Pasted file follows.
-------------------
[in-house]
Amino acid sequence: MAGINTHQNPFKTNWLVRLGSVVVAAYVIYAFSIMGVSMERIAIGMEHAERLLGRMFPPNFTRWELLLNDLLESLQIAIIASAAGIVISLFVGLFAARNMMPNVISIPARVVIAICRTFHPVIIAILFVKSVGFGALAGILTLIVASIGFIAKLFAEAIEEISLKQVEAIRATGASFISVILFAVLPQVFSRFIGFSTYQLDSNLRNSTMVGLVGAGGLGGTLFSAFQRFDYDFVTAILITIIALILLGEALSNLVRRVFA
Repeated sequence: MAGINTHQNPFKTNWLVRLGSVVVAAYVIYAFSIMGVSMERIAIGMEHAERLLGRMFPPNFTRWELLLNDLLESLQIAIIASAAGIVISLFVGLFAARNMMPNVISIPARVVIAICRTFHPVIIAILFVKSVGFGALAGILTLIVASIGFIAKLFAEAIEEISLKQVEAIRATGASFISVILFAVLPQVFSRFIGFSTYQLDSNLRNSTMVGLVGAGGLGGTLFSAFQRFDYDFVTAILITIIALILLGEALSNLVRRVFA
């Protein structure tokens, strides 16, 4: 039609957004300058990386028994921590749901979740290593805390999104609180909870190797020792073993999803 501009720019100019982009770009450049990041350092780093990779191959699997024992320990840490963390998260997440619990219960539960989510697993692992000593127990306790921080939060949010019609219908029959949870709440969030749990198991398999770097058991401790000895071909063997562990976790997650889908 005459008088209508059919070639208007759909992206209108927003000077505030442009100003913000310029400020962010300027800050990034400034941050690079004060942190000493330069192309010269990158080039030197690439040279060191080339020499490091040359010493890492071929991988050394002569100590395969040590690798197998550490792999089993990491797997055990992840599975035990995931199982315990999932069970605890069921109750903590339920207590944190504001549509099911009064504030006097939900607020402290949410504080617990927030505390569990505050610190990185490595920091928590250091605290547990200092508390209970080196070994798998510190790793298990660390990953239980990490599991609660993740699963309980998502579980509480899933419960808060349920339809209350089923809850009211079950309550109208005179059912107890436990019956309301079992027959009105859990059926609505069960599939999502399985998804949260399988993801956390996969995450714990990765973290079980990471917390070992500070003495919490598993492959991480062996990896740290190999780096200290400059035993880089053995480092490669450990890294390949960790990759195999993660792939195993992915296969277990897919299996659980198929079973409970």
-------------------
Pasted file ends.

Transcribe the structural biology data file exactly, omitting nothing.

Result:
[in-house]
Amino acid sequence: MAGINTHQNPFKTNWLVRLGSVVVAAYVIYAFSIMGVSMERIAIGMEHAERLLGRMFPPNFTRWELLLNDLLESLQIAIIASAAGIVISLFVGLFAARNMMPNVISIPARVVIAICRTFHPVIIAILFVKSVGFGALAGILTLIVASIGFIAKLFAEAIEEISLKQVEAIRATGASFISVILFAVLPQVFSRFIGFSTYQLDSNLRNSTMVGLVGAGGLGGTLFSAFQRFDYDFVTAILITIIALILLGEALSNLVRRVFA
Repeated sequence: MAGINTHQNPFKTNWLVRLGSVVVAAYVIYAFSIMGVSMERIAIGMEHAERLLGRMFPPNFTRWELLLNDLLESLQIAIIASAAGIVISLFVGLFAARNMMPNVISIPARVVIAICRTFHPVIIAILFVKSVGFGALAGILTLIVASIGFIAKLFAEAIEEISLKQVEAIRATGASFISVILFAVLPQVFSRFIGFSTYQLDSNLRNSTMVGLVGAGGLGGTLFSAFQRFDYDFVTAILITIIALILLGEALSNLVRRVFA
């Protein structure tokens, strides 16, 4: 039609957004300058990386028994921590749901979740290593805390999104609180909870190797020792073993999803 501009720019100019982009770009450049990041350092780093990779191959699997024992320990840490963390998260997440619990219960539960989510697993692992000593127990306790921080939060949010019609219908029959949870709440969030749990198991398999770097058991401790000895071909063997562990976790997650889908 005459008088209508059919070639208007759909992206209108927003000077505030442009100003913000310029400020962010300027800050990034400034941050690079004060942190000493330069192309010269990158080039030197690439040279060191080339020499490091040359010493890492071929991988050394002569100590395969040590690798197998550490792999089993990491797997055990992840599975035990995931199982315990999932069970605890069921109750903590339920207590944190504001549509099911009064504030006097939900607020402290949410504080617990927030505390569990505050610190990185490595920091928590250091605290547990200092508390209970080196070994798998510190790793298990660390990953239980990490599991609660993740699963309980998502579980509480899933419960808060349920339809209350089923809850009211079950309550109208005179059912107890436990019956309301079992027959009105859990059926609505069960599939999502399985998804949260399988993801956390996969995450714990990765973290079980990471917390070992500070003495919490598993492959991480062996990896740290190999780096200290400059035993880089053995480092490669450990890294390949960790990759195999993660792939195993992915296969277990897919299996659980198929079973409970």